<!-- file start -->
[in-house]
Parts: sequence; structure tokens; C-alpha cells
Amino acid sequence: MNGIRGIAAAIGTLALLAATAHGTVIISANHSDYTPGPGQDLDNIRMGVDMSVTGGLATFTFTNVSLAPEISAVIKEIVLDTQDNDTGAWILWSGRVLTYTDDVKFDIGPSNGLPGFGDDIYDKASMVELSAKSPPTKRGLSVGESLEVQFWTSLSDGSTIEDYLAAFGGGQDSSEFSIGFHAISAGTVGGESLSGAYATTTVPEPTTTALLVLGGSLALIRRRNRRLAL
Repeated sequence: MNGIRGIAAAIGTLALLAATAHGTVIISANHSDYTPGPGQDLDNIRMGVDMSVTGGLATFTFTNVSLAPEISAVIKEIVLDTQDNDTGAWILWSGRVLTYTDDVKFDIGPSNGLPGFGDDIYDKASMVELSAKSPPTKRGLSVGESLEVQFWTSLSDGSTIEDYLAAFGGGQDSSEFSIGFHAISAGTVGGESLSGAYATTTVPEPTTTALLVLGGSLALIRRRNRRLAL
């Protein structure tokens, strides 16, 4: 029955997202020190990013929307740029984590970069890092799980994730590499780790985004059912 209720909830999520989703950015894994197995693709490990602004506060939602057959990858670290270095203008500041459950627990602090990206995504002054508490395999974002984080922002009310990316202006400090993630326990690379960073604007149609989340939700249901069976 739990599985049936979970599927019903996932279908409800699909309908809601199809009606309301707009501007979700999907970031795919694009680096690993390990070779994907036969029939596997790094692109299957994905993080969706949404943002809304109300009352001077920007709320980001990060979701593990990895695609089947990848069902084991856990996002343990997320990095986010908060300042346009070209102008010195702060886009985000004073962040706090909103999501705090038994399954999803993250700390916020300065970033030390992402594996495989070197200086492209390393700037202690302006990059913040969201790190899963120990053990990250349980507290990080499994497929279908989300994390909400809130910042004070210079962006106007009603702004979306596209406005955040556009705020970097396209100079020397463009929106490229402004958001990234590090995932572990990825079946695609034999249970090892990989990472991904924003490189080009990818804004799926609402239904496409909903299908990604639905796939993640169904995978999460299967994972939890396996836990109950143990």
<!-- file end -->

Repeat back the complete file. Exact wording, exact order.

[in-house]
Parts: sequence; structure tokens; C-alpha cells
Amino acid sequence: MNGIRGIAAAIGTLALLAATAHGTVIISANHSDYTPGPGQDLDNIRMGVDMSVTGGLATFTFTNVSLAPEISAVIKEIVLDTQDNDTGAWILWSGRVLTYTDDVKFDIGPSNGLPGFGDDIYDKASMVELSAKSPPTKRGLSVGESLEVQFWTSLSDGSTIEDYLAAFGGGQDSSEFSIGFHAISAGTVGGESLSGAYATTTVPEPTTTALLVLGGSLALIRRRNRRLAL
Repeated sequence: MNGIRGIAAAIGTLALLAATAHGTVIISANHSDYTPGPGQDLDNIRMGVDMSVTGGLATFTFTNVSLAPEISAVIKEIVLDTQDNDTGAWILWSGRVLTYTDDVKFDIGPSNGLPGFGDDIYDKASMVELSAKSPPTKRGLSVGESLEVQFWTSLSDGSTIEDYLAAFGGGQDSSEFSIGFHAISAGTVGGESLSGAYATTTVPEPTTTALLVLGGSLALIRRRNRRLAL
């Protein structure tokens, strides 16, 4: 029955997202020190990013929307740029984590970069890092799980994730590499780790985004059912 209720909830999520989703950015894994197995693709490990602004506060939602057959990858670290270095203008500041459950627990602090990206995504002054508490395999974002984080922002009310990316202006400090993630326990690379960073604007149609989340939700249901069976 739990599985049936979970599927019903996932279908409800699909309908809601199809009606309301707009501007979700999907970031795919694009680096690993390990070779994907036969029939596997790094692109299957994905993080969706949404943002809304109300009352001077920007709320980001990060979701593990990895695609089947990848069902084991856990996002343990997320990095986010908060300042346009070209102008010195702060886009985000004073962040706090909103999501705090038994399954999803993250700390916020300065970033030390992402594996495989070197200086492209390393700037202690302006990059913040969201790190899963120990053990990250349980507290990080499994497929279908989300994390909400809130910042004070210079962006106007009603702004979306596209406005955040556009705020970097396209100079020397463009929106490229402004958001990234590090995932572990990825079946695609034999249970090892990989990472991904924003490189080009990818804004799926609402239904496409909903299908990604639905796939993640169904995978999460299967994972939890396996836990109950143990």